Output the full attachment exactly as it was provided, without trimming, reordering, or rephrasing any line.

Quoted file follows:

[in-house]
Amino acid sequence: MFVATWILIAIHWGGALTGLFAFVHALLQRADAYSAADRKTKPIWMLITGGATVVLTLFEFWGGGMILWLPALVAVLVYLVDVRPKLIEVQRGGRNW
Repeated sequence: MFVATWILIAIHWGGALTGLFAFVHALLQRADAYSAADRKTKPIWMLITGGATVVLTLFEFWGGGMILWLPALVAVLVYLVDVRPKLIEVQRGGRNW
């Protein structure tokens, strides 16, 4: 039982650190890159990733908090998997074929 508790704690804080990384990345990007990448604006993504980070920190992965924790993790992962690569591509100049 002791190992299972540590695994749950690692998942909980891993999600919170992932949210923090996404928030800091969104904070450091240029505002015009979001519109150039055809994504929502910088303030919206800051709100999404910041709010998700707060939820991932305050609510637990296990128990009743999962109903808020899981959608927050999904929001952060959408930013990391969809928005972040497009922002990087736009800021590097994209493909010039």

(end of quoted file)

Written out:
[in-house]
Amino acid sequence: MFVATWILIAIHWGGALTGLFAFVHALLQRADAYSAADRKTKPIWMLITGGATVVLTLFEFWGGGMILWLPALVAVLVYLVDVRPKLIEVQRGGRNW
Repeated sequence: MFVATWILIAIHWGGALTGLFAFVHALLQRADAYSAADRKTKPIWMLITGGATVVLTLFEFWGGGMILWLPALVAVLVYLVDVRPKLIEVQRGGRNW
């Protein structure tokens, strides 16, 4: 039982650190890159990733908090998997074929 508790704690804080990384990345990007990448604006993504980070920190992965924790993790992962690569591509100049 002791190992299972540590695994749950690692998942909980891993999600919170992932949210923090996404928030800091969104904070450091240029505002015009979001519109150039055809994504929502910088303030919206800051709100999404910041709010998700707060939820991932305050609510637990296990128990009743999962109903808020899981959608927050999904929001952060959408930013990391969809928005972040497009922002990087736009800021590097994209493909010039």